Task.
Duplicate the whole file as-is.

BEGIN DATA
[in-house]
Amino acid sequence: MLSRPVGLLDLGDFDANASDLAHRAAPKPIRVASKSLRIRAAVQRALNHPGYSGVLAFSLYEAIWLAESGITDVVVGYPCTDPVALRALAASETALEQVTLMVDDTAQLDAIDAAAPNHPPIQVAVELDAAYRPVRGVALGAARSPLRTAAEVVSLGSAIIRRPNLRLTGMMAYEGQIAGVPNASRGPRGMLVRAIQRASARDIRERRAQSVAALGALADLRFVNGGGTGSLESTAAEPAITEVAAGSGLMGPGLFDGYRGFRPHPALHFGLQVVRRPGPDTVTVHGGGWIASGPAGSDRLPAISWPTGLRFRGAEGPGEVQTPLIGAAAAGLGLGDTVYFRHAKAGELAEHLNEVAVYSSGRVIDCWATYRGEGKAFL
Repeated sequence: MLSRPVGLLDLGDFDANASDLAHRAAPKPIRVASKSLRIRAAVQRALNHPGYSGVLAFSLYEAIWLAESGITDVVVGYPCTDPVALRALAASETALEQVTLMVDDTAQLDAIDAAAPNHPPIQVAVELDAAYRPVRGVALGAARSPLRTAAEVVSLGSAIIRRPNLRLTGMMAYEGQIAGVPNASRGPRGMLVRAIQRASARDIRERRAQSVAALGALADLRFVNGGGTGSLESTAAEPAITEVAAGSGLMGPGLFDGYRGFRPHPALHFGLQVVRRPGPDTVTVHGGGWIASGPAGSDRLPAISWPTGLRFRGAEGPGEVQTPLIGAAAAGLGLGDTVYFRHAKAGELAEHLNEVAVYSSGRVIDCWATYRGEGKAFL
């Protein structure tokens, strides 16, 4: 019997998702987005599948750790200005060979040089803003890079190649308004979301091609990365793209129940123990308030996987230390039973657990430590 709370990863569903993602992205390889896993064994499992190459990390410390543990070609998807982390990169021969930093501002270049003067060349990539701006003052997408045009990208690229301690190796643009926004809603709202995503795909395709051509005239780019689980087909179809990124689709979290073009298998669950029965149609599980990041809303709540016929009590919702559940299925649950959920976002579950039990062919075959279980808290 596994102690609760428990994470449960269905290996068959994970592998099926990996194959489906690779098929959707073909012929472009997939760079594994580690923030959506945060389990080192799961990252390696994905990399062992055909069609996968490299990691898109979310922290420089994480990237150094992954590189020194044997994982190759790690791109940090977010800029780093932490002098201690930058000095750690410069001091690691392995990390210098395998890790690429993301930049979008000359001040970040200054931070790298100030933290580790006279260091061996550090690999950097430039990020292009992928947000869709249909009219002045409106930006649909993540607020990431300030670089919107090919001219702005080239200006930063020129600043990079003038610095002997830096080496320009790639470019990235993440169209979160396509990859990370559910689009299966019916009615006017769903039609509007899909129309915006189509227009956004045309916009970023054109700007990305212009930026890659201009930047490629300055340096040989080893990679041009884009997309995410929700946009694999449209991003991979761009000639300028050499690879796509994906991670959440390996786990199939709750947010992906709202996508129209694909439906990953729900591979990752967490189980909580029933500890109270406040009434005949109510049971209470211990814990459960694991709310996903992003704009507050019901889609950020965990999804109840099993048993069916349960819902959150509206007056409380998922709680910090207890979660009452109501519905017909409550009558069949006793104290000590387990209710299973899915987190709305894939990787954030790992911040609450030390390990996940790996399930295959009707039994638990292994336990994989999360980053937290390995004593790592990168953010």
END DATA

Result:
[in-house]
Amino acid sequence: MLSRPVGLLDLGDFDANASDLAHRAAPKPIRVASKSLRIRAAVQRALNHPGYSGVLAFSLYEAIWLAESGITDVVVGYPCTDPVALRALAASETALEQVTLMVDDTAQLDAIDAAAPNHPPIQVAVELDAAYRPVRGVALGAARSPLRTAAEVVSLGSAIIRRPNLRLTGMMAYEGQIAGVPNASRGPRGMLVRAIQRASARDIRERRAQSVAALGALADLRFVNGGGTGSLESTAAEPAITEVAAGSGLMGPGLFDGYRGFRPHPALHFGLQVVRRPGPDTVTVHGGGWIASGPAGSDRLPAISWPTGLRFRGAEGPGEVQTPLIGAAAAGLGLGDTVYFRHAKAGELAEHLNEVAVYSSGRVIDCWATYRGEGKAFL
Repeated sequence: MLSRPVGLLDLGDFDANASDLAHRAAPKPIRVASKSLRIRAAVQRALNHPGYSGVLAFSLYEAIWLAESGITDVVVGYPCTDPVALRALAASETALEQVTLMVDDTAQLDAIDAAAPNHPPIQVAVELDAAYRPVRGVALGAARSPLRTAAEVVSLGSAIIRRPNLRLTGMMAYEGQIAGVPNASRGPRGMLVRAIQRASARDIRERRAQSVAALGALADLRFVNGGGTGSLESTAAEPAITEVAAGSGLMGPGLFDGYRGFRPHPALHFGLQVVRRPGPDTVTVHGGGWIASGPAGSDRLPAISWPTGLRFRGAEGPGEVQTPLIGAAAAGLGLGDTVYFRHAKAGELAEHLNEVAVYSSGRVIDCWATYRGEGKAFL
């Protein structure tokens, strides 16, 4: 019997998702987005599948750790200005060979040089803003890079190649308004979301091609990365793209129940123990308030996987230390039973657990430590 709370990863569903993602992205390889896993064994499992190459990390410390543990070609998807982390990169021969930093501002270049003067060349990539701006003052997408045009990208690229301690190796643009926004809603709202995503795909395709051509005239780019689980087909179809990124689709979290073009298998669950029965149609599980990041809303709540016929009590919702559940299925649950959920976002579950039990062919075959279980808290 596994102690609760428990994470449960269905290996068959994970592998099926990996194959489906690779098929959707073909012929472009997939760079594994580690923030959506945060389990080192799961990252390696994905990399062992055909069609996968490299990691898109979310922290420089994480990237150094992954590189020194044997994982190759790690791109940090977010800029780093932490002098201690930058000095750690410069001091690691392995990390210098395998890790690429993301930049979008000359001040970040200054931070790298100030933290580790006279260091061996550090690999950097430039990020292009992928947000869709249909009219002045409106930006649909993540607020990431300030670089919107090919001219702005080239200006930063020129600043990079003038610095002997830096080496320009790639470019990235993440169209979160396509990859990370559910689009299966019916009615006017769903039609509007899909129309915006189509227009956004045309916009970023054109700007990305212009930026890659201009930047490629300055340096040989080893990679041009884009997309995410929700946009694999449209991003991979761009000639300028050499690879796509994906991670959440390996786990199939709750947010992906709202996508129209694909439906990953729900591979990752967490189980909580029933500890109270406040009434005949109510049971209470211990814990459960694991709310996903992003704009507050019901889609950020965990999804109840099993048993069916349960819902959150509206007056409380998922709680910090207890979660009452109501519905017909409550009558069949006793104290000590387990209710299973899915987190709305894939990787954030790992911040609450030390390990996940790996399930295959009707039994638990292994336990994989999360980053937290390995004593790592990168953010």